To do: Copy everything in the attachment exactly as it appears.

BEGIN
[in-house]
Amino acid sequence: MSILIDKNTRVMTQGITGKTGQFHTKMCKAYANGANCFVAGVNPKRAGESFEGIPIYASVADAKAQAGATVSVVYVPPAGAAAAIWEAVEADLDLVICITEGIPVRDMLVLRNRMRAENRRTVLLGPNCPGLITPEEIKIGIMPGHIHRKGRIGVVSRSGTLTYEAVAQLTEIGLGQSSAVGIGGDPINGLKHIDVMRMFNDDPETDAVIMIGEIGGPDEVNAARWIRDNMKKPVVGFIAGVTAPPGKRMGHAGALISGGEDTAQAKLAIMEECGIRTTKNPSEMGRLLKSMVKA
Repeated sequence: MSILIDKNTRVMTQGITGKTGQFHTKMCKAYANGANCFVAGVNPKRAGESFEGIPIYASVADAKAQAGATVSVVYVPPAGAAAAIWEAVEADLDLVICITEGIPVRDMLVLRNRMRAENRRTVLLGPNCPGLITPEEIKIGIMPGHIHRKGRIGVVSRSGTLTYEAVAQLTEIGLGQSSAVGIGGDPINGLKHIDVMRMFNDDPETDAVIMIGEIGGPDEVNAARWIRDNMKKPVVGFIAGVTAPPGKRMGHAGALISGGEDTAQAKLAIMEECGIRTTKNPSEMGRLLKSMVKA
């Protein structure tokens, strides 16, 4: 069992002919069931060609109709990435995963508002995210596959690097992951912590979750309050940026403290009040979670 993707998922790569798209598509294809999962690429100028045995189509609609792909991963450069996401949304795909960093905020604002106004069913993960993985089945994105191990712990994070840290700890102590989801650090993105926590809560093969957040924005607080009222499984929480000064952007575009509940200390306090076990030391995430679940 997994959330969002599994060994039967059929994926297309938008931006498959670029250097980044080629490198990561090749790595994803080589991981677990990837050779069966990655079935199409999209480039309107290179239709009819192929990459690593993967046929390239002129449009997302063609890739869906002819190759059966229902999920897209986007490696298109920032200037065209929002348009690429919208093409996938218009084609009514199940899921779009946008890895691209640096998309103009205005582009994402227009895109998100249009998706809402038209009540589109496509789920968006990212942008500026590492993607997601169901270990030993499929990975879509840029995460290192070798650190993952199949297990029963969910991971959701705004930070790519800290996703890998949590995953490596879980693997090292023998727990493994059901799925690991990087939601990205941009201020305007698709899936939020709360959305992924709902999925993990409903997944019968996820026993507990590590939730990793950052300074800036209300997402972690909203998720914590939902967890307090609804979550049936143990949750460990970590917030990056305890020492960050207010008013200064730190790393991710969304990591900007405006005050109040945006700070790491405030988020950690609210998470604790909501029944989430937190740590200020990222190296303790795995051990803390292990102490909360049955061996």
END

[in-house]
Amino acid sequence: MSILIDKNTRVMTQGITGKTGQFHTKMCKAYANGANCFVAGVNPKRAGESFEGIPIYASVADAKAQAGATVSVVYVPPAGAAAAIWEAVEADLDLVICITEGIPVRDMLVLRNRMRAENRRTVLLGPNCPGLITPEEIKIGIMPGHIHRKGRIGVVSRSGTLTYEAVAQLTEIGLGQSSAVGIGGDPINGLKHIDVMRMFNDDPETDAVIMIGEIGGPDEVNAARWIRDNMKKPVVGFIAGVTAPPGKRMGHAGALISGGEDTAQAKLAIMEECGIRTTKNPSEMGRLLKSMVKA
Repeated sequence: MSILIDKNTRVMTQGITGKTGQFHTKMCKAYANGANCFVAGVNPKRAGESFEGIPIYASVADAKAQAGATVSVVYVPPAGAAAAIWEAVEADLDLVICITEGIPVRDMLVLRNRMRAENRRTVLLGPNCPGLITPEEIKIGIMPGHIHRKGRIGVVSRSGTLTYEAVAQLTEIGLGQSSAVGIGGDPINGLKHIDVMRMFNDDPETDAVIMIGEIGGPDEVNAARWIRDNMKKPVVGFIAGVTAPPGKRMGHAGALISGGEDTAQAKLAIMEECGIRTTKNPSEMGRLLKSMVKA
């Protein structure tokens, strides 16, 4: 069992002919069931060609109709990435995963508002995210596959690097992951912590979750309050940026403290009040979670 993707998922790569798209598509294809999962690429100028045995189509609609792909991963450069996401949304795909960093905020604002106004069913993960993985089945994105191990712990994070840290700890102590989801650090993105926590809560093969957040924005607080009222499984929480000064952007575009509940200390306090076990030391995430679940 997994959330969002599994060994039967059929994926297309938008931006498959670029250097980044080629490198990561090749790595994803080589991981677990990837050779069966990655079935199409999209480039309107290179239709009819192929990459690593993967046929390239002129449009997302063609890739869906002819190759059966229902999920897209986007490696298109920032200037065209929002348009690429919208093409996938218009084609009514199940899921779009946008890895691209640096998309103009205005582009994402227009895109998100249009998706809402038209009540589109496509789920968006990212942008500026590492993607997601169901270990030993499929990975879509840029995460290192070798650190993952199949297990029963969910991971959701705004930070790519800290996703890998949590995953490596879980693997090292023998727990493994059901799925690991990087939601990205941009201020305007698709899936939020709360959305992924709902999925993990409903997944019968996820026993507990590590939730990793950052300074800036209300997402972690909203998720914590939902967890307090609804979550049936143990949750460990970590917030990056305890020492960050207010008013200064730190790393991710969304990591900007405006005050109040945006700070790491405030988020950690609210998470604790909501029944989430937190740590200020990222190296303790795995051990803390292990102490909360049955061996």